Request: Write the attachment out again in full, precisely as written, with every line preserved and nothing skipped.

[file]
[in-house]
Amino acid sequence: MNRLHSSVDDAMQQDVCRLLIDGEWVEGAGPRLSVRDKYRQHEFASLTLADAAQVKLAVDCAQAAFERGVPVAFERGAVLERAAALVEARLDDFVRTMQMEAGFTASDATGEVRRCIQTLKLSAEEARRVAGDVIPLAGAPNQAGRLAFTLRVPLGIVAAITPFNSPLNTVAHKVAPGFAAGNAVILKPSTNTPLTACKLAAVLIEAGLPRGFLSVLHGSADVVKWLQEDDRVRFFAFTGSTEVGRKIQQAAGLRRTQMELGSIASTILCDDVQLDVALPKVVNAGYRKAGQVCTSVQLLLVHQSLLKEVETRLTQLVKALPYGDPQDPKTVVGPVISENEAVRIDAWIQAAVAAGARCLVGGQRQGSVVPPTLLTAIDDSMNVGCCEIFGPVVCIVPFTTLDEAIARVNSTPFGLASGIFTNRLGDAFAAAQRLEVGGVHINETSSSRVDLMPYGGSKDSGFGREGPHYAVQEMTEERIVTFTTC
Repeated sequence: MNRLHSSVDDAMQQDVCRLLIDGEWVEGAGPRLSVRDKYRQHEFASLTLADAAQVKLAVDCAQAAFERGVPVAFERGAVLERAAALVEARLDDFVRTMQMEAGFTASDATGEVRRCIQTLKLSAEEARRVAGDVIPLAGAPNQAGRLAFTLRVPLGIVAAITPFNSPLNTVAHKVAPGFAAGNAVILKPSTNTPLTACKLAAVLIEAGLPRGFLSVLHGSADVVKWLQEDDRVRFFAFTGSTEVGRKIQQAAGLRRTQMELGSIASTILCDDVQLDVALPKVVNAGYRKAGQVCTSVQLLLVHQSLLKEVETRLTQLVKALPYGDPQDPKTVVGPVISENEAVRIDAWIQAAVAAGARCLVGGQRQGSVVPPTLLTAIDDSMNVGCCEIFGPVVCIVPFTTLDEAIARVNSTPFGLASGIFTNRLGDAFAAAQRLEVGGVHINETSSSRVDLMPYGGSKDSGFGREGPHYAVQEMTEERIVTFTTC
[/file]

[in-house]
Amino acid sequence: MNRLHSSVDDAMQQDVCRLLIDGEWVEGAGPRLSVRDKYRQHEFASLTLADAAQVKLAVDCAQAAFERGVPVAFERGAVLERAAALVEARLDDFVRTMQMEAGFTASDATGEVRRCIQTLKLSAEEARRVAGDVIPLAGAPNQAGRLAFTLRVPLGIVAAITPFNSPLNTVAHKVAPGFAAGNAVILKPSTNTPLTACKLAAVLIEAGLPRGFLSVLHGSADVVKWLQEDDRVRFFAFTGSTEVGRKIQQAAGLRRTQMELGSIASTILCDDVQLDVALPKVVNAGYRKAGQVCTSVQLLLVHQSLLKEVETRLTQLVKALPYGDPQDPKTVVGPVISENEAVRIDAWIQAAVAAGARCLVGGQRQGSVVPPTLLTAIDDSMNVGCCEIFGPVVCIVPFTTLDEAIARVNSTPFGLASGIFTNRLGDAFAAAQRLEVGGVHINETSSSRVDLMPYGGSKDSGFGREGPHYAVQEMTEERIVTFTTC
Repeated sequence: MNRLHSSVDDAMQQDVCRLLIDGEWVEGAGPRLSVRDKYRQHEFASLTLADAAQVKLAVDCAQAAFERGVPVAFERGAVLERAAALVEARLDDFVRTMQMEAGFTASDATGEVRRCIQTLKLSAEEARRVAGDVIPLAGAPNQAGRLAFTLRVPLGIVAAITPFNSPLNTVAHKVAPGFAAGNAVILKPSTNTPLTACKLAAVLIEAGLPRGFLSVLHGSADVVKWLQEDDRVRFFAFTGSTEVGRKIQQAAGLRRTQMELGSIASTILCDDVQLDVALPKVVNAGYRKAGQVCTSVQLLLVHQSLLKEVETRLTQLVKALPYGDPQDPKTVVGPVISENEAVRIDAWIQAAVAAGARCLVGGQRQGSVVPPTLLTAIDDSMNVGCCEIFGPVVCIVPFTTLDEAIARVNSTPFGLASGIFTNRLGDAFAAAQRLEVGGVHINETSSSRVDLMPYGGSKDSGFGREGPHYAVQEMTEERIVTFTTC